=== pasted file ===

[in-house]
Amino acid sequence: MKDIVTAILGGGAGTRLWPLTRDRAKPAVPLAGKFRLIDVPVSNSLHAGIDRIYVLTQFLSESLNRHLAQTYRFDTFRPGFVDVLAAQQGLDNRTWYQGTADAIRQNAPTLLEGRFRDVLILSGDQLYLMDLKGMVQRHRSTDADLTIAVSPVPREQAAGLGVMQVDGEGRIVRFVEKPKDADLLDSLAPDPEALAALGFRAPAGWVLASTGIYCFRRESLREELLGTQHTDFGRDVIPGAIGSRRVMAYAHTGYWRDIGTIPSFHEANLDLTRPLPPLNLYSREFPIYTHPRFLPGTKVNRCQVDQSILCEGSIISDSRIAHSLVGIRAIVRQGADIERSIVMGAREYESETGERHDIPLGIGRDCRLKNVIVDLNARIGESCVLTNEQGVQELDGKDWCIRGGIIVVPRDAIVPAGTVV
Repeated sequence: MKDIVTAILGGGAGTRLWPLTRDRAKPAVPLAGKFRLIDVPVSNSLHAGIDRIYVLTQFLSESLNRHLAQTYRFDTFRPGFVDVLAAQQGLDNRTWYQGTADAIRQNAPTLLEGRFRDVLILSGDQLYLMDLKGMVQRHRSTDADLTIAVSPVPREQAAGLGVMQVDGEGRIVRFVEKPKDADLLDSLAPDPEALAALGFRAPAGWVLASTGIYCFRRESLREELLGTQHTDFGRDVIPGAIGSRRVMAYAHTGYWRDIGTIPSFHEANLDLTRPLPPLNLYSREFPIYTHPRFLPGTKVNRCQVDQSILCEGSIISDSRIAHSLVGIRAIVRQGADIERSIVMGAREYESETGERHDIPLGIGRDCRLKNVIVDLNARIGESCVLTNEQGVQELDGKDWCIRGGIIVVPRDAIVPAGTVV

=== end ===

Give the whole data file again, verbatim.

[in-house]
Amino acid sequence: MKDIVTAILGGGAGTRLWPLTRDRAKPAVPLAGKFRLIDVPVSNSLHAGIDRIYVLTQFLSESLNRHLAQTYRFDTFRPGFVDVLAAQQGLDNRTWYQGTADAIRQNAPTLLEGRFRDVLILSGDQLYLMDLKGMVQRHRSTDADLTIAVSPVPREQAAGLGVMQVDGEGRIVRFVEKPKDADLLDSLAPDPEALAALGFRAPAGWVLASTGIYCFRRESLREELLGTQHTDFGRDVIPGAIGSRRVMAYAHTGYWRDIGTIPSFHEANLDLTRPLPPLNLYSREFPIYTHPRFLPGTKVNRCQVDQSILCEGSIISDSRIAHSLVGIRAIVRQGADIERSIVMGAREYESETGERHDIPLGIGRDCRLKNVIVDLNARIGESCVLTNEQGVQELDGKDWCIRGGIIVVPRDAIVPAGTVV
Repeated sequence: MKDIVTAILGGGAGTRLWPLTRDRAKPAVPLAGKFRLIDVPVSNSLHAGIDRIYVLTQFLSESLNRHLAQTYRFDTFRPGFVDVLAAQQGLDNRTWYQGTADAIRQNAPTLLEGRFRDVLILSGDQLYLMDLKGMVQRHRSTDADLTIAVSPVPREQAAGLGVMQVDGEGRIVRFVEKPKDADLLDSLAPDPEALAALGFRAPAGWVLASTGIYCFRRESLREELLGTQHTDFGRDVIPGAIGSRRVMAYAHTGYWRDIGTIPSFHEANLDLTRPLPPLNLYSREFPIYTHPRFLPGTKVNRCQVDQSILCEGSIISDSRIAHSLVGIRAIVRQGADIERSIVMGAREYESETGERHDIPLGIGRDCRLKNVIVDLNARIGESCVLTNEQGVQELDGKDWCIRGGIIVVPRDAIVPAGTVV